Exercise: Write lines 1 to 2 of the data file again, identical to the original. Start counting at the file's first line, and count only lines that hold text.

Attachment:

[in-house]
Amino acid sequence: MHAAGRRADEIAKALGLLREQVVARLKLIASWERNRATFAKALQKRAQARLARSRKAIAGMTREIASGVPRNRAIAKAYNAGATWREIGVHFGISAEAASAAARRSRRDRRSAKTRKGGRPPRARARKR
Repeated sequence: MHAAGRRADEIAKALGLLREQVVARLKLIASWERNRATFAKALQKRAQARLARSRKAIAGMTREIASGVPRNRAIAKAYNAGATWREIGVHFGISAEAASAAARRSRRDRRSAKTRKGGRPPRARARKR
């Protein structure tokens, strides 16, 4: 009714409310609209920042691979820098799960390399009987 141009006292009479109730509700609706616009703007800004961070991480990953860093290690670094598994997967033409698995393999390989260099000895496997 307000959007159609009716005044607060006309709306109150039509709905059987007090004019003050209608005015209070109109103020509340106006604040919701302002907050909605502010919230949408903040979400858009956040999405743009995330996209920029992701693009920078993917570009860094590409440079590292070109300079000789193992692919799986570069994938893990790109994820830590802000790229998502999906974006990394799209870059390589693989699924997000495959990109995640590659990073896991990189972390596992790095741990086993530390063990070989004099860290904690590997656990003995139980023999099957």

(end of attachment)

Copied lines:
[in-house]
Amino acid sequence: MHAAGRRADEIAKALGLLREQVVARLKLIASWERNRATFAKALQKRAQARLARSRKAIAGMTREIASGVPRNRAIAKAYNAGATWREIGVHFGISAEAASAAARRSRRDRRSAKTRKGGRPPRARARKR